should charge by volume," O'Malley said. "If any county is, they need to
change their program."

  [Also noted by Jeremy Epstein:
    Of course, one could argue that it was hurtling through space with the
    rest of the earth at hundreds to millions of MPH (depending on what you
    include or exclude in the measurement), but earthbound traffic laws are
    generally written in terms relative to the speed of the earth.

Wells Fargo's website buckles under flood of traffic

Monty Solomon <>
Sat, 22 Dec 2012 14:17:10 -0500
Wells Fargo's website buckles under flood of traffic

Facebook and Gmail Have Outages (From Dave Farber's IP)

"Jonathan B Spira" <>
Dec 10, 2012 6:47 PM
Another day in the big city....

Tech Outages: Facebook Offline, Gmail and Google Services Down

Gmail, which has gone down multiple times in the past several years, was
down earlier today.  The outage included other Google services such as
Google Play, Google Drive, Google Calendar, and Chrome Sync.  Some Chrome
browser users reported on Twitter that loading Gmail would crash their
browsers during the outage.  It was not clear as to how many users were
impacted.  Some did report that they were able to use Gmail.  [...]

What Instagram's New Terms of Service Mean for You (Wortham/Bilton)

Monty Solomon <>
Tue, 18 Dec 2012 10:39:40 -0500
Jenna Wortham and Nick Bilton, *The New York Times*, 17 Dec 2012

Instagram released an updated version of its privacy policy and terms of
service on Monday, and they include lengthy stipulations on how photographs
uploaded by users may be used by Instagram and its parent company, Facebook.

The changes, which will go into effect 16 Jan 2013, will not apply to
pictures shared before that date.

Facebook and Instagram have both hinted at plans to incorporate
advertisements into Instagram's application, although they have declined to
provide details about how and when ads would be deployed.  These freshly
drafted terms give the first glimpse of what the companies might have
planned. Here's a quick rundown of what the new terms, the most significant
changes in Instagram's short history, could mean for users. ...

Instagram Does an About-Face (Perlroth/Wortham)

Monty Solomon <>
Fri, 21 Dec 2012 01:35:44 -0500
By Nicole Perlroth and Jenna Wortham, *The New York Times*, 20 Dec 2012

San Francisco - In the aftermath of the uproar over changes to Instagram's
privacy policy and terms of service earlier this week, the company did an
about-face late Thursday.  In a blog post on the company's site, Kevin
Systrom, Instagram's co-founder, said that where advertising was concerned,
the company would revert to its previous terms of service, which have been
in effect since October 2010. ...

  [Lauren Weinstein commented in NNSquad: “ Egads.  This whole saga has
  been incredibly embarrassing for Facebook/Instagram.  I'd sure like to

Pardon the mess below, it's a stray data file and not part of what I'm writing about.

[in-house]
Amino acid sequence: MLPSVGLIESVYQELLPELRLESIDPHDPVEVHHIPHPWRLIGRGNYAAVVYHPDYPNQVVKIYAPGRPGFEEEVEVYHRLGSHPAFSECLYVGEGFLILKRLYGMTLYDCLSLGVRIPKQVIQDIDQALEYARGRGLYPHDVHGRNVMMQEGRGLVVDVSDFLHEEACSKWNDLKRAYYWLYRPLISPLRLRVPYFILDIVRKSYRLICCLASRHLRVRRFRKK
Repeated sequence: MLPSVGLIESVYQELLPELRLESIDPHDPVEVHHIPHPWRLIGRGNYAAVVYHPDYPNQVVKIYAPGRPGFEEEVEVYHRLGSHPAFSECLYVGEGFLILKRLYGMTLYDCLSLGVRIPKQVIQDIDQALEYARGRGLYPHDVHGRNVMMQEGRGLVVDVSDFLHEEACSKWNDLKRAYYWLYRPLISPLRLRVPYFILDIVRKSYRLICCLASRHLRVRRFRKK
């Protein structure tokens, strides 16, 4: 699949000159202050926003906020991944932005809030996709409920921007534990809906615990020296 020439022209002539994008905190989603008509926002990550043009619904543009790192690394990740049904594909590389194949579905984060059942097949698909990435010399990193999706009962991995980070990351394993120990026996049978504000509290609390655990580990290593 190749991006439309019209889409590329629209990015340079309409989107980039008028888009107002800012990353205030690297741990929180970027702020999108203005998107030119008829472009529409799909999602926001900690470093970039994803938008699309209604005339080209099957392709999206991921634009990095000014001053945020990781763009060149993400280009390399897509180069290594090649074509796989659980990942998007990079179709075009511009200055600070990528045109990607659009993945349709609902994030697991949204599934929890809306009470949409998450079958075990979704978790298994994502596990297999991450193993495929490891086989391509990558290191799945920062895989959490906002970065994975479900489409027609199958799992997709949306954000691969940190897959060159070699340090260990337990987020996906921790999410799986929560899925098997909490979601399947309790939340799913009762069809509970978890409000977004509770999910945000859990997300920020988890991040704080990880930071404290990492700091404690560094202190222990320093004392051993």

know who the blazes vetted the original terrible changes in the TOS!  And
  what does this *really* mean going forward?''  PGN]

Instagram: 'Wait, Wait! That's Not What We Meant!'

Monty Solomon <>
Tue, 18 Dec 2012 21:12:12 -0500
Mike Masnick, *Techdirt*, 18 Dec 2012

So, as the deluge of hate towards Instagram got louder and louder concerning
its terms of service change, the company has now come out and said that it
will change the terms and, of course, that it never meant them to be read
the way people were interpreting them, and that it plans to adjust the terms
so that people aren't so damn angry at them. On the question of "advertising
on Instagram" they note. ...

Stabuniq malware found on servers at U.S. financial institutions

Monty Solomon <>
Sat, 22 Dec 2012 14:16:18 -0500

"Burdens of Proof: Cryptographic Culture and Evidence Law in the Age of Electronic Documents"

Lauren Weinstein <>
Mon, 24 Dec 2012 12:59:25 -0800  (Slashdot via NNSquad)

  In Burdens of Proof: Cryptographic Culture and Evidence Law in the Age of
  Electronic Documents, author Jean-Francois Blanchette observes that the
  move to a paperless society means that paper-based evidence needs to be
  recreated in the digital world. It also requires an underlying security
  functionality to flow seamlessly across organizations, government agencies
  and the like. While the computing power is there, the ability to create a
  seamless cryptographic culture is much slower in coming."

NSA document on iOS security

Gabe Goldberg <>
Tue, 11 Dec 2012 21:22:10 -0500
This document provides security-related usage and configuration
recommendations for Apple iOS devices such as the iPhone, iPad, and iPod
touch. This document does not constitute Department of Defense (DoD) or
United States Government (USG) policy, nor is it an endorsement of any
particular platform; its purpose is solely to provide security
recommendations.  This guide may outline procedures required to implement or
secure certain features, but it is also not a general-purpose
configuration manual.

In case you have an i<anything>—but 37 pages!

NSA targeting domestic computer systems in secret test (Declan McCullagh)

"Peter G. Neumann" <>
Mon, 24 Dec 2012 12:15:29 PST
Declan McCullagh, CNET news, 23 Dec 2012
Revealed: NSA targeting domestic computer systems in secret test

The National Security Agency's Perfect Citizen program hunts for
vulnerabilities in "large-scale" utilities, including power grid and gas
pipeline controllers, new documents from EPIC show.

Newly released files show a secret National Security Agency program is
targeting the computerized systems that control utilities to discover
security vulnerabilities, which can be used to defend the United States or
disrupt the infrastructure of other nations.

The NSA's so-called Perfect Citizen program conducts "vulnerability
exploration and research" against the computerized controllers that control
"large-scale" utilities including power grids and natural gas pipelines, the
documents show. The program is scheduled to continue through at least
September 2014.